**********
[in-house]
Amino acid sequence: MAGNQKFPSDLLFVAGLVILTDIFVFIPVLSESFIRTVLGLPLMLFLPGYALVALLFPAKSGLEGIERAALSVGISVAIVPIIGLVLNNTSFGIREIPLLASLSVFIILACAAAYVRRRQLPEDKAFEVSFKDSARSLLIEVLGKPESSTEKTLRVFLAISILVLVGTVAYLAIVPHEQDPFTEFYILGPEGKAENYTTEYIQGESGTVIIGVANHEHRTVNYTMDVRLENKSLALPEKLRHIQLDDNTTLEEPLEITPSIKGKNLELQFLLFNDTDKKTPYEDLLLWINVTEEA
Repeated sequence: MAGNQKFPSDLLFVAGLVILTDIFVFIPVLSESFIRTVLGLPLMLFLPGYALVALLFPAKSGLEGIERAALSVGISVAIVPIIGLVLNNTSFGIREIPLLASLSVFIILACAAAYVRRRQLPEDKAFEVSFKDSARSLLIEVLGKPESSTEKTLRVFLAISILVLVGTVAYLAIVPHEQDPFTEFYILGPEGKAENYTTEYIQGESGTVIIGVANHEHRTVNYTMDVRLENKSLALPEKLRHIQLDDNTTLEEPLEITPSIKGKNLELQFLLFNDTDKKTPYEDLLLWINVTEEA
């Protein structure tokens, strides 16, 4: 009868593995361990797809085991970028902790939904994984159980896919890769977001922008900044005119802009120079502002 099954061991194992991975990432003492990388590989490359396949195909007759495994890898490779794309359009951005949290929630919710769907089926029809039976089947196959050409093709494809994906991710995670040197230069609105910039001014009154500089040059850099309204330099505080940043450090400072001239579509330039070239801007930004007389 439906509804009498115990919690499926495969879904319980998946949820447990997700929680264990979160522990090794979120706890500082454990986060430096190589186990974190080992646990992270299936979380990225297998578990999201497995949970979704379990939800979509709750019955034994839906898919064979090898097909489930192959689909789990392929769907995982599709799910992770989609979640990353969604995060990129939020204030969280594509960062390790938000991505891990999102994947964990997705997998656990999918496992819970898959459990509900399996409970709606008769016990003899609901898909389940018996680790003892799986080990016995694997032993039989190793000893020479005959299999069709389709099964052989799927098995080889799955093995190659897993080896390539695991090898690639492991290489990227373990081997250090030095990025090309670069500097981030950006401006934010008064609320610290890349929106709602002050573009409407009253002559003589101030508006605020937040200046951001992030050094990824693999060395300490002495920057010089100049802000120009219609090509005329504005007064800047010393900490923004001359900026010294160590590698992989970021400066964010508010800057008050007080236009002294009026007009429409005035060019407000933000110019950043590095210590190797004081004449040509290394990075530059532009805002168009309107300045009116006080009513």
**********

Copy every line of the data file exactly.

[in-house]
Amino acid sequence: MAGNQKFPSDLLFVAGLVILTDIFVFIPVLSESFIRTVLGLPLMLFLPGYALVALLFPAKSGLEGIERAALSVGISVAIVPIIGLVLNNTSFGIREIPLLASLSVFIILACAAAYVRRRQLPEDKAFEVSFKDSARSLLIEVLGKPESSTEKTLRVFLAISILVLVGTVAYLAIVPHEQDPFTEFYILGPEGKAENYTTEYIQGESGTVIIGVANHEHRTVNYTMDVRLENKSLALPEKLRHIQLDDNTTLEEPLEITPSIKGKNLELQFLLFNDTDKKTPYEDLLLWINVTEEA
Repeated sequence: MAGNQKFPSDLLFVAGLVILTDIFVFIPVLSESFIRTVLGLPLMLFLPGYALVALLFPAKSGLEGIERAALSVGISVAIVPIIGLVLNNTSFGIREIPLLASLSVFIILACAAAYVRRRQLPEDKAFEVSFKDSARSLLIEVLGKPESSTEKTLRVFLAISILVLVGTVAYLAIVPHEQDPFTEFYILGPEGKAENYTTEYIQGESGTVIIGVANHEHRTVNYTMDVRLENKSLALPEKLRHIQLDDNTTLEEPLEITPSIKGKNLELQFLLFNDTDKKTPYEDLLLWINVTEEA
């Protein structure tokens, strides 16, 4: 009868593995361990797809085991970028902790939904994984159980896919890769977001922008900044005119802009120079502002 099954061991194992991975990432003492990388590989490359396949195909007759495994890898490779794309359009951005949290929630919710769907089926029809039976089947196959050409093709494809994906991710995670040197230069609105910039001014009154500089040059850099309204330099505080940043450090400072001239579509330039070239801007930004007389 439906509804009498115990919690499926495969879904319980998946949820447990997700929680264990979160522990090794979120706890500082454990986060430096190589186990974190080992646990992270299936979380990225297998578990999201497995949970979704379990939800979509709750019955034994839906898919064979090898097909489930192959689909789990392929769907995982599709799910992770989609979640990353969604995060990129939020204030969280594509960062390790938000991505891990999102994947964990997705997998656990999918496992819970898959459990509900399996409970709606008769016990003899609901898909389940018996680790003892799986080990016995694997032993039989190793000893020479005959299999069709389709099964052989799927098995080889799955093995190659897993080896390539695991090898690639492991290489990227373990081997250090030095990025090309670069500097981030950006401006934010008064609320610290890349929106709602002050573009409407009253002559003589101030508006605020937040200046951001992030050094990824693999060395300490002495920057010089100049802000120009219609090509005329504005007064800047010393900490923004001359900026010294160590590698992989970021400066964010508010800057008050007080236009002294009026007009429409005035060019407000933000110019950043590095210590190797004081004449040509290394990075530059532009805002168009309107300045009116006080009513």